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RoxanneCYounger
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RoxanneCYounger,
User Rank: Apprentice
11/15/2014 | 5:47:40 AM
Re: English majors
good one.
ClassC
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ClassC,
User Rank: Apprentice
11/13/2014 | 6:03:17 PM
Re: English majors

@Kelly  Jackson Higgins    I agree.  There is something to majoring in English as it relates to tech.   CEO's and other execs  love nothing better than have a well written report as to the status of the department or what is or is not getting done.    

So the ability to communicate in both forms will set you apart, sometimes I think it is best for those entering the field to major is something other than the traditional tech majors, even want to be something else - if it doesn't work out you always can go into tech and excel.

Marilyn Cohodas
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Marilyn Cohodas,
User Rank: Strategist
11/11/2014 | 3:31:48 PM
Re: English majors
Or make sure comp sci majors get a solid foundation in the liberal arts..
Kelly Jackson Higgins
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Kelly Jackson Higgins,
User Rank: Strategist
11/11/2014 | 2:57:00 PM
Re: English majors
White-hat hackers are usually quite creative, so maybe we should start recruiting liberal arts majors for the field rather than just comp sci majors. 
Dr.T
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Dr.T,
User Rank: Ninja
11/11/2014 | 2:54:39 PM
Re: English majors
"... It makes me wonder if our system of higher education does enough to entice people ..."

Good point. I mentioned in my other post. We do not really educate students on security, the classes focus on threats and vulnerabilities, it is like a reactive approach to whole security problems
Dr.T
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Dr.T,
User Rank: Ninja
11/11/2014 | 2:52:30 PM
Re: English majors
"... There's something about literary analysis, creativity ... "

I agree. Creativity would make a critical difference in responding to threats in today's environment. We need to me more creative than a person who poses the tread to end the cycle of security issues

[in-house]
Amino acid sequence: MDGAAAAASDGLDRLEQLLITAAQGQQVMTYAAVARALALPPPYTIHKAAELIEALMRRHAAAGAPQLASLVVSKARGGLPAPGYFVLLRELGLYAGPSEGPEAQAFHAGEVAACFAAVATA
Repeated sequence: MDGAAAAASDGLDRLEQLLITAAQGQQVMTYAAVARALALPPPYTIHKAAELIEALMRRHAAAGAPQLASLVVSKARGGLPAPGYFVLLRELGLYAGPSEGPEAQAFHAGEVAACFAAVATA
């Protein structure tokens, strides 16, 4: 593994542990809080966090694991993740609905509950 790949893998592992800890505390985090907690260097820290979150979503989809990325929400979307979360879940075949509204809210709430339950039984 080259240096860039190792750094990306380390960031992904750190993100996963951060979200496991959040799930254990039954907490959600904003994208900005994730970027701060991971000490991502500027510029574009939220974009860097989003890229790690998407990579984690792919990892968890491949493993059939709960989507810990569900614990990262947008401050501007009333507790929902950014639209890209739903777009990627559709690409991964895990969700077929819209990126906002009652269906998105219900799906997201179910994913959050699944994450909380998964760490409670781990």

Dr.T
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Dr.T,
User Rank: Ninja
11/11/2014 | 2:49:49 PM
How to be CISO
 

We do not really teach CISO major in universities today we just simply give information around threats and vulnerabilities and possible countermeasures in security classes. As we consider Security is a journey and the leaning is part of that journey too. You would never know what comes tomorrow and you do not know what your course of action would be.
Marilyn Cohodas
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Marilyn Cohodas,
User Rank: Strategist
11/11/2014 | 8:17:23 AM
Re: English majors
I found it particularly illuminating that "Aske was an English major who just happened to build PCs and crystal radio sets for fun in his spare time." It makes me wonder if our system of higher education does enough to entice people with highly developed left and right brains to pursue careers in infosec, rather than just fall into it like Jennings. 

 
Kelly Jackson Higgins
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Kelly Jackson Higgins,
User Rank: Strategist
11/10/2014 | 5:02:18 PM
English majors
As a fellow English major, I was intrigued to hear about Aske's background. More and more, I'm seeing security folks with liberal arts backgrounds in what used to be considered fairly technical roles. There's something about literary analysis, creativity and strong writing and communications skills that dovetails nicely into security. Not what any of us thought we would be doing, but it worked out very nicely.